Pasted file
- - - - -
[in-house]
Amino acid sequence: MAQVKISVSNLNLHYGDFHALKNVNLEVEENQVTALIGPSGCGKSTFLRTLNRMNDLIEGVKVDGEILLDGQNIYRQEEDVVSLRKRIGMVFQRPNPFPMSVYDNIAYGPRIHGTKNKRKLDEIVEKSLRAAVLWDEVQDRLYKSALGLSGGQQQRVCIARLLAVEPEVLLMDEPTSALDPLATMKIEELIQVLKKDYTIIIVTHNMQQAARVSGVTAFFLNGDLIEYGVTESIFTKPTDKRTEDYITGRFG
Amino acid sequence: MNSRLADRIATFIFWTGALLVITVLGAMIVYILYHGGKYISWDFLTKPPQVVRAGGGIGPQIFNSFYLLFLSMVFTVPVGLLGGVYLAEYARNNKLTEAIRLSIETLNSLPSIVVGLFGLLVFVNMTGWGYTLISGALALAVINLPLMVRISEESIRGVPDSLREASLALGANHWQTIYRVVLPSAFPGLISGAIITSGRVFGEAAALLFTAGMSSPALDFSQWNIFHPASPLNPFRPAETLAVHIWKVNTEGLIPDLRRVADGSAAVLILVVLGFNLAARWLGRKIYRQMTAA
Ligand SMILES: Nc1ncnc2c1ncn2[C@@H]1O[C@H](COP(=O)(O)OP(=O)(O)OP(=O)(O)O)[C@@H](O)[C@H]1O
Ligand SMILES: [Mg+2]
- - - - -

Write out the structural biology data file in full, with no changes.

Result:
[in-house]
Amino acid sequence: MAQVKISVSNLNLHYGDFHALKNVNLEVEENQVTALIGPSGCGKSTFLRTLNRMNDLIEGVKVDGEILLDGQNIYRQEEDVVSLRKRIGMVFQRPNPFPMSVYDNIAYGPRIHGTKNKRKLDEIVEKSLRAAVLWDEVQDRLYKSALGLSGGQQQRVCIARLLAVEPEVLLMDEPTSALDPLATMKIEELIQVLKKDYTIIIVTHNMQQAARVSGVTAFFLNGDLIEYGVTESIFTKPTDKRTEDYITGRFG
Amino acid sequence: MNSRLADRIATFIFWTGALLVITVLGAMIVYILYHGGKYISWDFLTKPPQVVRAGGGIGPQIFNSFYLLFLSMVFTVPVGLLGGVYLAEYARNNKLTEAIRLSIETLNSLPSIVVGLFGLLVFVNMTGWGYTLISGALALAVINLPLMVRISEESIRGVPDSLREASLALGANHWQTIYRVVLPSAFPGLISGAIITSGRVFGEAAALLFTAGMSSPALDFSQWNIFHPASPLNPFRPAETLAVHIWKVNTEGLIPDLRRVADGSAAVLILVVLGFNLAARWLGRKIYRQMTAA
Ligand SMILES: Nc1ncnc2c1ncn2[C@@H]1O[C@H](COP(=O)(O)OP(=O)(O)OP(=O)(O)O)[C@@H](O)[C@H]1O
Ligand SMILES: [Mg+2]